Kate Hutchinson is a freelance journalist, broadcaster and podcast creator based in East London who has been covering music, nightlife and cutting-edge culture for over 15 years
Her work has appeared on the front page of The New York Times, the Guardian and the Observer New Review, as well as in The Times, The Independent, Q, The Wire, NME, Dazed, i-D, Vice, Stylist, Mr Porter, Mixmag, Songlines, The Quietus and BBC.
Sod it. Hello. Let’s not pretend that someone else has written this, shall we.
Over the years I’ve interviewed people like PJ Harvey, Annie Lennox, Kim Gordon, Charli XCX, James Murphy and J Balvin and I’ve written about breaking talent like Rosalía, Dave, Kiddy Smile, Sarathy Korwar, Pongo and Nídia for NYT. I love interviewing but I’ve done some bizarre stuff: there was that time that I spoke to Wolfgang Tillmans live on Facebook while walking around his Tate exhibition as the cameraman tried to avoid streaming photos of scrotums to the audience. My elbow has had a starring role in a 2018 Apple Music documentary on Christine & The Queens and that’s me that Nick Rhodes from Duran Duran is talking to in this video.
My favourite pieces are things like driving through Islamabad in an armed convoy with Diplo (I really needed a wee, it was dicey), reporting on the East African music scene, raving on the Great Wall of China at sunrise with Nina Kraviz and that time that Idris Elba fed me oysters.
In 2016 I co-hosted a string of radio shows on NTS with Neneh Cherry, Bobby Gillespie, Matthew Herbert and Stewart Lee – who I accidentally almost knocked out live on air. Radio really is the ultimate thrill. After that, I joined Gilles Peterson’s digital station Worldwide FM to present a monthly show, with guests including Anoushka Shankar, Seun Kuti, Kojey Radical, Yaeji, Kaitlin Aurelia Smith and Floating Points.
In November 2019, I hosted a daily ‘Don’t Drive Time’ show on Extinction Rebellion’s pop-up station Rebel Radio, interviewing Simon Amstell, George Monbiot, Caroline Lucas, Susie Orbach and more about the climate emergency, which Miranda Sawyer featured in the Observer New Review (“her interview with Amstell was one of the best I’ve heard with him” – thanks Miranda!).
I’m also a regular big mouth on 6Music’s Roundtable and Monocle Radio’s culture show, and I’ve popped up on BBC 4’s Front Row. In December 2019 I was a talking head on a bleak Sky Arts show about all the musicians who died in the past decade. I don’t really know where to put this bit but I’ve also been the voice of a Noel Gallagher TV advert, sounding a bit posh, which I’ll never hear the end of down the pub again.
A thousand years ago, I also ran the micro-station London Fields Radio, which was based out of a cafe in Hackney and was where people could record podcasts as the coffee machine hummed in the background. It was legit: Dazed wrote about us once and VICE featured us in a short doc.
Which brings me onto…
In March 2019, to coincide with International Women’s Day, I launched The Last Bohemians, a podcast series that profiles fearless women and maverick outsiders in the arts, including Molly Parkin, Bonnie Greer, Pauline Black and Cosey Fanni Tutti. People seemed to like it a lot: it won silver in the Best New Podcast category at the British Podcast Awards 2020 and it was made a podcast of the year in the Financial Times, NME, The Week and on Spotify.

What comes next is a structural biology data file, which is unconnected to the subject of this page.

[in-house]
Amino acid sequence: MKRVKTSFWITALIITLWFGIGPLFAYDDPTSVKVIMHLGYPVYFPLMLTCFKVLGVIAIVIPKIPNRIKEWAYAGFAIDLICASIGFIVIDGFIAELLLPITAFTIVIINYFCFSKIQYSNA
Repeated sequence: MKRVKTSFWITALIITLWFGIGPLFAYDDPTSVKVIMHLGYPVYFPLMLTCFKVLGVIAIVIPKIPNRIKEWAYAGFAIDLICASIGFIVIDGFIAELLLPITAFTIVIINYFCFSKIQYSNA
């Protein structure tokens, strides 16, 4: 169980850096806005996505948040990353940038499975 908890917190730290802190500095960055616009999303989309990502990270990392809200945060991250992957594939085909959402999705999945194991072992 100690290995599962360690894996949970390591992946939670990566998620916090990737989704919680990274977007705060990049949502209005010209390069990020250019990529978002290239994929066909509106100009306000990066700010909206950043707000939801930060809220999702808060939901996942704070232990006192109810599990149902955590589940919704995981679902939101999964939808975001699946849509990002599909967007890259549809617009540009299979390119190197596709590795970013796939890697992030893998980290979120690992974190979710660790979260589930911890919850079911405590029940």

Prior to going freelance, I was the Deputy Editor at the Guardian Guide, where I put excellent music people like Stormzy, Skepta, Björk, Mica Levi and Four Tet on the cover and commissioned writing from Henry Rollins, Owen Pallett, St Vincent and Ezra Furman. Before that, back in the Jurassic Period, I was the Clubbing Editor at Time Out, a magazine I dearly loved and joined when I was 19. My job in my 20s was to literally go out raving for a living. As you can imagine, it was terrible.
I love to host a thing. Maybe I can host your thing? I programmed the talks tent at Lost Village Festival for two years running – everything from a Q&A with The Black Madonna to a workshop on ‘how to upgrade your orgasm’, folks – as well as the inaugural Oram Awards, an annual ceremony celebrating women in electronic music. I’ve hosted talks for Eventbrite, BBC Introducing, AIM, Soundcloud, Mixcloud, any cloud, as well as a Haim film premiere and a corporate gig for Visit California with Kelis where she sang ‘Good Stuff’ and I died and went to heaven. More recently, I’ve been in conversation with author Olivia Laing for the Tate Modern’s Lates programme and hosted one of Boiler Room’s Streaming In Isolation evenings, for which I was also the warm-up DJ and I can only imagine they regret immensely.
From 2014-2017, I oversaw a major fundraising event with broadcaster Gemma Cairney and The Music Circle – a subsidiary of Annie Lennox’s non profit The Circle – called Rumble In The Jumble. It raised over £100,000 during those years for Oxfam’s work with women around the world and featured donations from Kate Moss, Elton John, Florence Welch, Noel Gallagher, Mark Ronson and more. It was both the most stressful and most fun thing I’ve ever done, a bit like planning five weddings at once but with second-hand clothing, and I hope we get to do it again at some point because, well, just look at it.
Well done if you have made it this far…
Over the years I’ve played sporadically at what you might a call a ‘varied’ range of events, including: Field Day, End of the Road, Somerset House, Kensington Palace, the ballroom at Torture Garden, a sandstorm at the Lake of Stars Festival and BBC Woman’s Hour’s 70th Birthday celebrations. My most cherished memory is finally DJing at Glastonbury, on the Beat Hotel stage in 2019, to roughly seven people and one pram. That and making Channel 4 news anchor Jon Snow dance to Uptown Funk.
As if you could ever be arsed to read more but if you’d like to: